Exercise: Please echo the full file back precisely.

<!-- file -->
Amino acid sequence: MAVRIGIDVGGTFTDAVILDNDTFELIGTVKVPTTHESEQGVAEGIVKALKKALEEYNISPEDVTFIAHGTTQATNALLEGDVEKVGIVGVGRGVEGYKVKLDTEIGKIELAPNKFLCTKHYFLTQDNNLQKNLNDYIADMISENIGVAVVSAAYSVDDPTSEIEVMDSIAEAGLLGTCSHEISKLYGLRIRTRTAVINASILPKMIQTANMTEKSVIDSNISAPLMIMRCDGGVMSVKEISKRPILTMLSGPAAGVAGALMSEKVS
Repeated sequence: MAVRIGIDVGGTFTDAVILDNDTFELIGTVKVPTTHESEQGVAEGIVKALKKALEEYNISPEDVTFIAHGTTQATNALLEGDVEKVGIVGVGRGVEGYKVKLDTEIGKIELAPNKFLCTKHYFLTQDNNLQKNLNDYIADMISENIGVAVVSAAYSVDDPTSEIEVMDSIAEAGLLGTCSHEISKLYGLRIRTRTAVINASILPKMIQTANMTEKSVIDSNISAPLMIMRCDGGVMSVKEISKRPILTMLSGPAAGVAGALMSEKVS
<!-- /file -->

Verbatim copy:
Amino acid sequence: MAVRIGIDVGGTFTDAVILDNDTFELIGTVKVPTTHESEQGVAEGIVKALKKALEEYNISPEDVTFIAHGTTQATNALLEGDVEKVGIVGVGRGVEGYKVKLDTEIGKIELAPNKFLCTKHYFLTQDNNLQKNLNDYIADMISENIGVAVVSAAYSVDDPTSEIEVMDSIAEAGLLGTCSHEISKLYGLRIRTRTAVINASILPKMIQTANMTEKSVIDSNISAPLMIMRCDGGVMSVKEISKRPILTMLSGPAAGVAGALMSEKVS
Repeated sequence: MAVRIGIDVGGTFTDAVILDNDTFELIGTVKVPTTHESEQGVAEGIVKALKKALEEYNISPEDVTFIAHGTTQATNALLEGDVEKVGIVGVGRGVEGYKVKLDTEIGKIELAPNKFLCTKHYFLTQDNNLQKNLNDYIADMISENIGVAVVSAAYSVDDPTSEIEVMDSIAEAGLLGTCSHEISKLYGLRIRTRTAVINASILPKMIQTANMTEKSVIDSNISAPLMIMRCDGGVMSVKEISKRPILTMLSGPAAGVAGALMSEKVS